26 May, 2016

Magic and Familiars (Part 1)

Magic has been a focal topic for scholars, mystics, occultists and theologians for centuries. The theories behind magic have evolved as they have responded to changes in the world, both social and environmental. Texts have been written, proven, gained favour, lost favour, been debunked, and been refound by new generations. Authors have been persecuted by the powers of the day, whether church, scientists, or military. The only commonality among those drawn to the mysteries of the arcane is the fact that they are outsiders. Those who feel their needs satisfied by the status quo do not yearn for deeper mysteries or hidden knowledge to fill a void in their lives, they live oblivious to the strangeness in their midst except for the occasional instinctive urge, flash of deja vu, or remarkable circumstances processed mentally as mere coincidence or happenstance.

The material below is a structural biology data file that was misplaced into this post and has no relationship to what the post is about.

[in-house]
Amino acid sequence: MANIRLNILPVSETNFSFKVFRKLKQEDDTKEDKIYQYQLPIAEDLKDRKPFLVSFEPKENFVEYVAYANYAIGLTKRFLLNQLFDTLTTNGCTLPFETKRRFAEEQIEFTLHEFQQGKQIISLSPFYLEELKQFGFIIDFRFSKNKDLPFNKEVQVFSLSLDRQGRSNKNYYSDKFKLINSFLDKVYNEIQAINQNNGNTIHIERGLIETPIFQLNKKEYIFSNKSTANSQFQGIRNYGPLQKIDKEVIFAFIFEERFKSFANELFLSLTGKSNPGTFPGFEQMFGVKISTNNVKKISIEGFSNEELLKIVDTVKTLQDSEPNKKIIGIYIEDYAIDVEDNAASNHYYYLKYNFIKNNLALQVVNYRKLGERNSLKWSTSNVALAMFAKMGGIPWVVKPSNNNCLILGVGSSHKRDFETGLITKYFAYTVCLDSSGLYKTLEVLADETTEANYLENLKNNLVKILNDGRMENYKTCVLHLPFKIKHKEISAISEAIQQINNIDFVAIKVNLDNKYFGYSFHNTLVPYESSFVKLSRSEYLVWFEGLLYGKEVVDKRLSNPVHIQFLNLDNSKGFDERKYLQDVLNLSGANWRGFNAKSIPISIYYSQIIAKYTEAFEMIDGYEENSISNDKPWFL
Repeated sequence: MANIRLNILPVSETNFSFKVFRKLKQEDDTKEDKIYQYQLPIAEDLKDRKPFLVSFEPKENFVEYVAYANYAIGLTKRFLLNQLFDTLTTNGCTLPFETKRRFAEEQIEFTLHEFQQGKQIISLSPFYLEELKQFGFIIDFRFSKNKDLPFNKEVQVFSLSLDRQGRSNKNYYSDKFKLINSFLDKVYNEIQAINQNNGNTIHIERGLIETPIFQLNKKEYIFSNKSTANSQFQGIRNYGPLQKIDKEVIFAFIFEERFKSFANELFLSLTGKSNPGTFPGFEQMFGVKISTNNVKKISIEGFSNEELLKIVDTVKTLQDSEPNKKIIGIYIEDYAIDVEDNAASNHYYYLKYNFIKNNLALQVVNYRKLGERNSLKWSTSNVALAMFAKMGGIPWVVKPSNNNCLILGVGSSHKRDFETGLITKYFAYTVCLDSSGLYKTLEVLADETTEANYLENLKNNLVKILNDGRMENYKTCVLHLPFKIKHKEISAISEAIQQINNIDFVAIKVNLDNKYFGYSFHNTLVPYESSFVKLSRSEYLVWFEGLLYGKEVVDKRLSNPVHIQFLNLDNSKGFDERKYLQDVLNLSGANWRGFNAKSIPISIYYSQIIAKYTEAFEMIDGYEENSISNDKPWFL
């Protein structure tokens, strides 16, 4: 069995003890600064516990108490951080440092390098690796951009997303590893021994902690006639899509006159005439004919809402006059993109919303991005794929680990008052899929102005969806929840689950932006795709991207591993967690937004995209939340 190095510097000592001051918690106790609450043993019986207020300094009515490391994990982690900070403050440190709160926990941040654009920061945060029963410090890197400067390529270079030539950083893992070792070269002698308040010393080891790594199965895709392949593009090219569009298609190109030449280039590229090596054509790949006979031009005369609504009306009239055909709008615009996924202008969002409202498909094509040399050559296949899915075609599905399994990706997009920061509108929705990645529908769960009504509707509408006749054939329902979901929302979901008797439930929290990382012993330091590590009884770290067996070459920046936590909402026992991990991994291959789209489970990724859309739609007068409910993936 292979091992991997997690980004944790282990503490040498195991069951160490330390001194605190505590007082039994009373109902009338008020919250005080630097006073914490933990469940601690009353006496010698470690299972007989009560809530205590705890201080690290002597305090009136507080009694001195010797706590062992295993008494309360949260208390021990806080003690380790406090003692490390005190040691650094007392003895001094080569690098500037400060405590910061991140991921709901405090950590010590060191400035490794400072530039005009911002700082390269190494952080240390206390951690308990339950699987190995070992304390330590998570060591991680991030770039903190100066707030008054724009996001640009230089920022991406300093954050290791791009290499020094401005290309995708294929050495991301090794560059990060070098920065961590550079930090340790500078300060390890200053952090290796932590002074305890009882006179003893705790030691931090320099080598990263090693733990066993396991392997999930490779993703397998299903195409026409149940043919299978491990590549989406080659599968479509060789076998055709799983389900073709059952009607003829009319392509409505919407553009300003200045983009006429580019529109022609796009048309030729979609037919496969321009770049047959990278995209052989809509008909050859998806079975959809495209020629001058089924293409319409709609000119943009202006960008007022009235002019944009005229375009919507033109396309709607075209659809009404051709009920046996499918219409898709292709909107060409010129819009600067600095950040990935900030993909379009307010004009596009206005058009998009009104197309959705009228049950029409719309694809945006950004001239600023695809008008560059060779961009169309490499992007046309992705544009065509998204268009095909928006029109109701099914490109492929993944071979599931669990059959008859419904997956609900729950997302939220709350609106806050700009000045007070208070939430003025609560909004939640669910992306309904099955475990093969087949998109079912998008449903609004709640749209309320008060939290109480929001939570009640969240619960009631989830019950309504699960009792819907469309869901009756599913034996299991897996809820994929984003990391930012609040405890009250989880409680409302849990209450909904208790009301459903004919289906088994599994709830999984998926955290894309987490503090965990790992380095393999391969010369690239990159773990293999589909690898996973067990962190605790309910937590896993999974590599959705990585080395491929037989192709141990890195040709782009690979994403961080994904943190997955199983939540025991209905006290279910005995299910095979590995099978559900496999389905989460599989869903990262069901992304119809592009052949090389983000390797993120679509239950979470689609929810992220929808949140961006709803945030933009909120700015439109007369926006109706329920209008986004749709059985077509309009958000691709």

If the middle classes are content with their lot in life, reined in by a herd mentality, kept in check by threats from invisible and unknowable gods, fear of demons in the shadows, or dazzled by superficial shows of sportsmanship or reality TV, then the outsiders are those on the fringe. A stereotypical fringe element might be the Wiccan or Freemason communities, but like Christians or other religious groups, there are far more Wiccans and Freemasons who will never touch the true mysteries of magic because they are simply too content with their lives, they don't have the yearning and simply consider their association to be a social dalliance. When it comes to true magic, there are far more practitioners among the homeless and the criminals, who desire far more than mainstream society has reliably offered them. There are probably at least as many practitioners of the mystic arts among the extreme upper classes of the world, consisting of those who yearn for things far beyond what society is capable of offering them. Historically, such outsiders might have been hermits, prophets, religious leaders, visionaries, patronned artists, explorers, anyone who lived apart from society... in modern times they might follow similar paths, or might be RV nomads, eco-warriors, or hackers. Being associated with outsiders, and those who desire something more than that offered by mainstream society, many practitioners of the magical arts would have traditionally been deemed by the authorities as the insane, now they might be deemed extremists or terrorists.
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